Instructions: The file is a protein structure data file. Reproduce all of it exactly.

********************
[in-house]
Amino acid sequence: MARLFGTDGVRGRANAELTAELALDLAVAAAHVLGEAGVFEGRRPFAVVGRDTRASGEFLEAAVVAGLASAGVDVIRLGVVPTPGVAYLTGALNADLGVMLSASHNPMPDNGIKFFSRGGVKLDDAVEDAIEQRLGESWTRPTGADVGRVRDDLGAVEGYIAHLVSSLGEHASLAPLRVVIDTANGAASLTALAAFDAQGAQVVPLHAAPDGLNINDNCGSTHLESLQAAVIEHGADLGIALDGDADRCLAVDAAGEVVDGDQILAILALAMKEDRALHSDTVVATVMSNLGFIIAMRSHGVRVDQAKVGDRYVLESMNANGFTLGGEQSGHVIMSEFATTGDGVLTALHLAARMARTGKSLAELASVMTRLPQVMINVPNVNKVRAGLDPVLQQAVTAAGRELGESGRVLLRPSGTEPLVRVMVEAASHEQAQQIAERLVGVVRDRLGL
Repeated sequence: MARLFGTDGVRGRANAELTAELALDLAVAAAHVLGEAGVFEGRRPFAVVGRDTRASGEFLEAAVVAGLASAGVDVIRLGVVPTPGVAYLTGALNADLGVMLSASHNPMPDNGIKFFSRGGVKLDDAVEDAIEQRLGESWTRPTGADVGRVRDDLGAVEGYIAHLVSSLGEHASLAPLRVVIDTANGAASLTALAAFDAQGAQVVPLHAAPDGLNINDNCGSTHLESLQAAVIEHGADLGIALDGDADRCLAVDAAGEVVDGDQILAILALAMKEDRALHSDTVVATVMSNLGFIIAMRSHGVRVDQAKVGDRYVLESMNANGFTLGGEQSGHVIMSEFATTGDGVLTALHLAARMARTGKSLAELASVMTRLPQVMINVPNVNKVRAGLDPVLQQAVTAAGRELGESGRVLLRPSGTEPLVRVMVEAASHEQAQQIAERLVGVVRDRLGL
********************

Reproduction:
[in-house]
Amino acid sequence: MARLFGTDGVRGRANAELTAELALDLAVAAAHVLGEAGVFEGRRPFAVVGRDTRASGEFLEAAVVAGLASAGVDVIRLGVVPTPGVAYLTGALNADLGVMLSASHNPMPDNGIKFFSRGGVKLDDAVEDAIEQRLGESWTRPTGADVGRVRDDLGAVEGYIAHLVSSLGEHASLAPLRVVIDTANGAASLTALAAFDAQGAQVVPLHAAPDGLNINDNCGSTHLESLQAAVIEHGADLGIALDGDADRCLAVDAAGEVVDGDQILAILALAMKEDRALHSDTVVATVMSNLGFIIAMRSHGVRVDQAKVGDRYVLESMNANGFTLGGEQSGHVIMSEFATTGDGVLTALHLAARMARTGKSLAELASVMTRLPQVMINVPNVNKVRAGLDPVLQQAVTAAGRELGESGRVLLRPSGTEPLVRVMVEAASHEQAQQIAERLVGVVRDRLGL
Repeated sequence: MARLFGTDGVRGRANAELTAELALDLAVAAAHVLGEAGVFEGRRPFAVVGRDTRASGEFLEAAVVAGLASAGVDVIRLGVVPTPGVAYLTGALNADLGVMLSASHNPMPDNGIKFFSRGGVKLDDAVEDAIEQRLGESWTRPTGADVGRVRDDLGAVEGYIAHLVSSLGEHASLAPLRVVIDTANGAASLTALAAFDAQGAQVVPLHAAPDGLNINDNCGSTHLESLQAAVIEHGADLGIALDGDADRCLAVDAAGEVVDGDQILAILALAMKEDRALHSDTVVATVMSNLGFIIAMRSHGVRVDQAKVGDRYVLESMNANGFTLGGEQSGHVIMSEFATTGDGVLTALHLAARMARTGKSLAELASVMTRLPQVMINVPNVNKVRAGLDPVLQQAVTAAGRELGESGRVLLRPSGTEPLVRVMVEAASHEQAQQIAERLVGVVRDRLGL